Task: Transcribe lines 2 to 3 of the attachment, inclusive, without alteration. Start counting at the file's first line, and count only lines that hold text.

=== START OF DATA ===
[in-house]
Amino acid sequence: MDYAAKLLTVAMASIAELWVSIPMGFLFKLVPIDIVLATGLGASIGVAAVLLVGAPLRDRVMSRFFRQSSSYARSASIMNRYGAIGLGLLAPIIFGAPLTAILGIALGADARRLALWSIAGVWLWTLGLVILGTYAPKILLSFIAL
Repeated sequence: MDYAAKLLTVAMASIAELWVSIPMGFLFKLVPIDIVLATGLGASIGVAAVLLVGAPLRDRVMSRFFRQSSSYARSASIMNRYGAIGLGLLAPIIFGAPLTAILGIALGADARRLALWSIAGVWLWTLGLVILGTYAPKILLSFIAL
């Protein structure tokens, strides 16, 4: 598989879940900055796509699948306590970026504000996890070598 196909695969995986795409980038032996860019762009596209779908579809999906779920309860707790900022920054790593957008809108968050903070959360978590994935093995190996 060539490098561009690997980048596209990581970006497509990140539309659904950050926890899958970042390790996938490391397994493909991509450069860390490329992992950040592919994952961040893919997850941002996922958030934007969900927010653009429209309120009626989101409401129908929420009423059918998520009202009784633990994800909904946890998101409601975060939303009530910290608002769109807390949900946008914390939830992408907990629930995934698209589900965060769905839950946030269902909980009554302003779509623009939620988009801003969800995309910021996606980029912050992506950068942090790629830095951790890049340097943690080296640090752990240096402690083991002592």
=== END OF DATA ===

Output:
Amino acid sequence: MDYAAKLLTVAMASIAELWVSIPMGFLFKLVPIDIVLATGLGASIGVAAVLLVGAPLRDRVMSRFFRQSSSYARSASIMNRYGAIGLGLLAPIIFGAPLTAILGIALGADARRLALWSIAGVWLWTLGLVILGTYAPKILLSFIAL
Repeated sequence: MDYAAKLLTVAMASIAELWVSIPMGFLFKLVPIDIVLATGLGASIGVAAVLLVGAPLRDRVMSRFFRQSSSYARSASIMNRYGAIGLGLLAPIIFGAPLTAILGIALGADARRLALWSIAGVWLWTLGLVILGTYAPKILLSFIAL